Green economic development is center-stage this afternoon on a White House blog post. The post is promoting the coalition organization, Green the Block, which aims "to educate and mobilize low-income, traditionally under-served communities to ensure they have the resources and platforms needed to access the benefits and opportunities of the growing clean-energy economy." It also mentions that "through the American Recovery and Reinvestment Act, we've already invested more than $60 billion toward the green jobs of tomorrow."
An article in the Winter 2009 EDD News and Views, "Economic Development and the Green Economy" by Isabelle Xu and Shana Johnson noted that while the "green economy" has become a buzz word, an explicit definition of the nature and potential of green industries is only now developing. APA's Green Communities Research Center currently offers links to two articles on planning for green jobs, but clearly our knowledge on planning for green jobs is still in its infancy. A February 2009 Planning magazine article, "Blue Collar, Green Collar" argued that planners should think ahead and preserve some industrial space threatened by redevelopment for future green industries. (EDD membership is required to view the News and Views article, APA membership is required to view the Planning magazine article).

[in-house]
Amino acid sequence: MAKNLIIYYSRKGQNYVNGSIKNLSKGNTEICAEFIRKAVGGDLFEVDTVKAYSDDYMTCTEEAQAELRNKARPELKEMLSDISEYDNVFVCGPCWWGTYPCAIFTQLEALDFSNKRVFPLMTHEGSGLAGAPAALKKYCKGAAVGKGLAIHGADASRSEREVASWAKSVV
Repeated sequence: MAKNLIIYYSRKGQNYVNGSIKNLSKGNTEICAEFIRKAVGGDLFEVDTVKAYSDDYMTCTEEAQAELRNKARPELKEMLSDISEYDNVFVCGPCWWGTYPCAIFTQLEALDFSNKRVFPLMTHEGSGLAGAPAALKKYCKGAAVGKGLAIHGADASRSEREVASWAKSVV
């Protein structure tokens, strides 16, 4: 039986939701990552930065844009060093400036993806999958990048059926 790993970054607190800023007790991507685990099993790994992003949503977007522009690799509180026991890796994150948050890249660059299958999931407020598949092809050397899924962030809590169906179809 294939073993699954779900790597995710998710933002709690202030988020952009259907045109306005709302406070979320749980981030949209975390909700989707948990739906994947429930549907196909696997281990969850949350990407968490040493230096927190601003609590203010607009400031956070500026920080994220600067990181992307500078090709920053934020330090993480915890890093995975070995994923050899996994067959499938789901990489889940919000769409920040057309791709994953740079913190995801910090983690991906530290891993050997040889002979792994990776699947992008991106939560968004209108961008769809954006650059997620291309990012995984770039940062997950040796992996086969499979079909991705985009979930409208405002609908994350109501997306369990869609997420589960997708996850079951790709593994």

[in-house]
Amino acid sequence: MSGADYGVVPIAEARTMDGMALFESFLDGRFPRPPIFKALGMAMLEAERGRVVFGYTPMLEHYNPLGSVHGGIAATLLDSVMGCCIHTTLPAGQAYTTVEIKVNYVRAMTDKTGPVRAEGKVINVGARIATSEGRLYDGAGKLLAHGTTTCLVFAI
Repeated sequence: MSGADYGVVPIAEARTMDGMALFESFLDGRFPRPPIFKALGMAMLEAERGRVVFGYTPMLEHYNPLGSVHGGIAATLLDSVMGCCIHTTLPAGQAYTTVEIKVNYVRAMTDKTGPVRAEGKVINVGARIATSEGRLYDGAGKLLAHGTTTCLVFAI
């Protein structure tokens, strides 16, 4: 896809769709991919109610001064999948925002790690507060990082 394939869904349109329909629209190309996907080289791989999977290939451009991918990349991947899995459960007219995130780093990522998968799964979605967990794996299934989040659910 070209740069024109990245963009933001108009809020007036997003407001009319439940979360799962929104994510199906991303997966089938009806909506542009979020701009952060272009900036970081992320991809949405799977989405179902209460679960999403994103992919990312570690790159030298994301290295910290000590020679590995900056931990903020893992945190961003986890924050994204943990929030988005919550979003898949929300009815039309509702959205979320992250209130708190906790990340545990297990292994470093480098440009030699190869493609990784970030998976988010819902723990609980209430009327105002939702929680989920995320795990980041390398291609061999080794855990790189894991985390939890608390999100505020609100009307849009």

Today, the division wants to hear your thoughts on the future of green jobs and industries.
How should economic development planners prepare our communities for the green economy?
Has your community been impacted by American Recovery and Reinvestment Act's funds for green jobs training, home weatherization or other renewable energy projects? Are green jobs in demand in where you live? Would you consider targeting green industries or jobs in your economic development plan?
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